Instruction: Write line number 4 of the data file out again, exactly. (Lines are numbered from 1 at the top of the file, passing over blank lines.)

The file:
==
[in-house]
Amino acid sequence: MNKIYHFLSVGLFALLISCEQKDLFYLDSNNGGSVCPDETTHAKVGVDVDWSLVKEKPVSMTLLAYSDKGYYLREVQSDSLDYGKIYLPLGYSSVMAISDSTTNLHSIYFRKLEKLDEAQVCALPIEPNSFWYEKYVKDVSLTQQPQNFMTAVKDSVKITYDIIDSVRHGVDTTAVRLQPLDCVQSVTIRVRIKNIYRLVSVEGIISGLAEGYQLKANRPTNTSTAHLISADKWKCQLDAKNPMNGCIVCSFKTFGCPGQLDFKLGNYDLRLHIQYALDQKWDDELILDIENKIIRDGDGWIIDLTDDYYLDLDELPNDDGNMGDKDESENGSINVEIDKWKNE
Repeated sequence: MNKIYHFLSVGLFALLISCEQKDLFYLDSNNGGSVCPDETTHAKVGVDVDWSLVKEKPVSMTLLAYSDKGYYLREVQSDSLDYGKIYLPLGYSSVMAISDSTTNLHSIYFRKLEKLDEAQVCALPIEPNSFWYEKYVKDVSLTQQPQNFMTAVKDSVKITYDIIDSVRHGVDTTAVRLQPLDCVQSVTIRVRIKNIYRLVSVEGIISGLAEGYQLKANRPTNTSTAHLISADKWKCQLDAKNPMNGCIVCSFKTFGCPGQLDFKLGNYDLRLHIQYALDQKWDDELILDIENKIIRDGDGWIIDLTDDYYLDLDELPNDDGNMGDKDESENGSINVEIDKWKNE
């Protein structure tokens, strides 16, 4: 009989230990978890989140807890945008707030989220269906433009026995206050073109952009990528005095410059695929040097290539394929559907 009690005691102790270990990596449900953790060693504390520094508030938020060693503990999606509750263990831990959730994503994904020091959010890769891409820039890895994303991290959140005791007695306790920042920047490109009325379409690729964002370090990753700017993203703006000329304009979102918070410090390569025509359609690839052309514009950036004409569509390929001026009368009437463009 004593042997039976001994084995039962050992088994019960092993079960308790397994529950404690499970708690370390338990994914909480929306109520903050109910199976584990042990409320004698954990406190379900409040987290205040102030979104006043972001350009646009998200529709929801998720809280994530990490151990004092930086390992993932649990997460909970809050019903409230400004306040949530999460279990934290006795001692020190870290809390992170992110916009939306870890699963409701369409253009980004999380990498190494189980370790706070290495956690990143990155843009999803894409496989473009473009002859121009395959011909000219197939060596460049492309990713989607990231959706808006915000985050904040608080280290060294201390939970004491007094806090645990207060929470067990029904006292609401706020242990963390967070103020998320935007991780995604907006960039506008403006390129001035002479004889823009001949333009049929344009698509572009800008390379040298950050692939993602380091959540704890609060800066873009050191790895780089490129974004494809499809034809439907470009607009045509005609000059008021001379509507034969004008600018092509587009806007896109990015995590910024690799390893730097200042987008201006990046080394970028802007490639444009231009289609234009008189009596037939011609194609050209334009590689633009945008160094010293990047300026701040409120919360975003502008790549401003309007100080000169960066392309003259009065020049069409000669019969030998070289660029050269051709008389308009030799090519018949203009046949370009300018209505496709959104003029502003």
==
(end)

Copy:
């Protein structure tokens, strides 16, 4: 009989230990978890989140807890945008707030989220269906433009026995206050073109952009990528005095410059695929040097290539394929559907 009690005691102790270990990596449900953790060693504390520094508030938020060693503990999606509750263990831990959730994503994904020091959010890769891409820039890895994303991290959140005791007695306790920042920047490109009325379409690729964002370090990753700017993203703006000329304009979102918070410090390569025509359609690839052309514009950036004409569509390929001026009368009437463009 004593042997039976001994084995039962050992088994019960092993079960308790397994529950404690499970708690370390338990994914909480929306109520903050109910199976584990042990409320004698954990406190379900409040987290205040102030979104006043972001350009646009998200529709929801998720809280994530990490151990004092930086390992993932649990997460909970809050019903409230400004306040949530999460279990934290006795001692020190870290809390992170992110916009939306870890699963409701369409253009980004999380990498190494189980370790706070290495956690990143990155843009999803894409496989473009473009002859121009395959011909000219197939060596460049492309990713989607990231959706808006915000985050904040608080280290060294201390939970004491007094806090645990207060929470067990029904006292609401706020242990963390967070103020998320935007991780995604907006960039506008403006390129001035002479004889823009001949333009049929344009698509572009800008390379040298950050692939993602380091959540704890609060800066873009050191790895780089490129974004494809499809034809439907470009607009045509005609000059008021001379509507034969004008600018092509587009806007896109990015995590910024690799390893730097200042987008201006990046080394970028802007490639444009231009289609234009008189009596037939011609194609050209334009590689633009945008160094010293990047300026701040409120919360975003502008790549401003309007100080000169960066392309003259009065020049069409000669019969030998070289660029050269051709008389308009030799090519018949203009046949370009300018209505496709959104003029502003």